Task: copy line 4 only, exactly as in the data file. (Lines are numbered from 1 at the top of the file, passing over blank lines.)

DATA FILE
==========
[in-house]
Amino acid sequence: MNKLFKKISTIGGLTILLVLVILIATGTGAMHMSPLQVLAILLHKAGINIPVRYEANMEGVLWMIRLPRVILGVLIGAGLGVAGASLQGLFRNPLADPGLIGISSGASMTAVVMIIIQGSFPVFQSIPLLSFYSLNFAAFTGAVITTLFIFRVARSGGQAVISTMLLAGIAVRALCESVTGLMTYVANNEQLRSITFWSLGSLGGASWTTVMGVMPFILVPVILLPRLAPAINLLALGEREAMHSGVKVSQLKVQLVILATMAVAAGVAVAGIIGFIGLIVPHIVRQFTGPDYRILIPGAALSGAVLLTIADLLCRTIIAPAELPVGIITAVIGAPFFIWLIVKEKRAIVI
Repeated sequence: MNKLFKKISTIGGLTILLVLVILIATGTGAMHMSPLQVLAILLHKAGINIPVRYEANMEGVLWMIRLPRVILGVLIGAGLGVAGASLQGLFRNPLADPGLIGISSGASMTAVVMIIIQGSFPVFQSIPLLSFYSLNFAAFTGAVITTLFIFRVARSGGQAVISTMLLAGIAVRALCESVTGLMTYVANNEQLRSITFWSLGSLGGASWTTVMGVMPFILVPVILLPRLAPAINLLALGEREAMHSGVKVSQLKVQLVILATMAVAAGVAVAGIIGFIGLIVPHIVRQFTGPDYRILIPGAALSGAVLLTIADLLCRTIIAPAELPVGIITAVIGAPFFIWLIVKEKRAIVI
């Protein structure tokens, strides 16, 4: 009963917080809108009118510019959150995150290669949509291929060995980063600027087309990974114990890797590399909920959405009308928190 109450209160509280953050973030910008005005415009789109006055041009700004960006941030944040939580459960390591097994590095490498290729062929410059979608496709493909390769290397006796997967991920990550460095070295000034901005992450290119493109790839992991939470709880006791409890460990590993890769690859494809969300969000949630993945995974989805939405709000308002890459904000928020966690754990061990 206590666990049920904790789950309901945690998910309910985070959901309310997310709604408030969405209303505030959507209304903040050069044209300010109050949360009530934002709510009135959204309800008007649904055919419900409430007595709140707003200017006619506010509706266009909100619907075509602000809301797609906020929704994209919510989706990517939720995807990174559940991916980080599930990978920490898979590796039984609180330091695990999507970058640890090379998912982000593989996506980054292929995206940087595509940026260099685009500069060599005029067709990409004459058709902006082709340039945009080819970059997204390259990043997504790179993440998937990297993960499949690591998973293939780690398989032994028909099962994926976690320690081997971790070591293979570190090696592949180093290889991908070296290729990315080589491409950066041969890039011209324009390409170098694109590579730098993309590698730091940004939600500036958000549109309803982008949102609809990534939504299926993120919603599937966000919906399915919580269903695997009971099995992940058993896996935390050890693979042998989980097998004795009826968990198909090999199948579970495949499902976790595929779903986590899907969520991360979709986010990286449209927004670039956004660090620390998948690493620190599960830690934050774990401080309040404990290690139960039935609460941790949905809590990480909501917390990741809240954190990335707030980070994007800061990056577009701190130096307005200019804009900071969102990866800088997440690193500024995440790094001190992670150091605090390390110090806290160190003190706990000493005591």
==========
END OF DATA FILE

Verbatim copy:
């Protein structure tokens, strides 16, 4: 009963917080809108009118510019959150995150290669949509291929060995980063600027087309990974114990890797590399909920959405009308928190 109450209160509280953050973030910008005005415009789109006055041009700004960006941030944040939580459960390591097994590095490498290729062929410059979608496709493909390769290397006796997967991920990550460095070295000034901005992450290119493109790839992991939470709880006791409890460990590993890769690859494809969300969000949630993945995974989805939405709000308002890459904000928020966690754990061990 206590666990049920904790789950309901945690998910309910985070959901309310997310709604408030969405209303505030959507209304903040050069044209300010109050949360009530934002709510009135959204309800008007649904055919419900409430007595709140707003200017006619506010509706266009909100619907075509602000809301797609906020929704994209919510989706990517939720995807990174559940991916980080599930990978920490898979590796039984609180330091695990999507970058640890090379998912982000593989996506980054292929995206940087595509940026260099685009500069060599005029067709990409004459058709902006082709340039945009080819970059997204390259990043997504790179993440998937990297993960499949690591998973293939780690398989032994028909099962994926976690320690081997971790070591293979570190090696592949180093290889991908070296290729990315080589491409950066041969890039011209324009390409170098694109590579730098993309590698730091940004939600500036958000549109309803982008949102609809990534939504299926993120919603599937966000919906399915919580269903695997009971099995992940058993896996935390050890693979042998989980097998004795009826968990198909090999199948579970495949499902976790595929779903986590899907969520991360979709986010990286449209927004670039956004660090620390998948690493620190599960830690934050774990401080309040404990290690139960039935609460941790949905809590990480909501917390990741809240954190990335707030980070994007800061990056577009701190130096307005200019804009900071969102990866800088997440690193500024995440790094001190992670150091605090390390110090806290160190003190706990000493005591």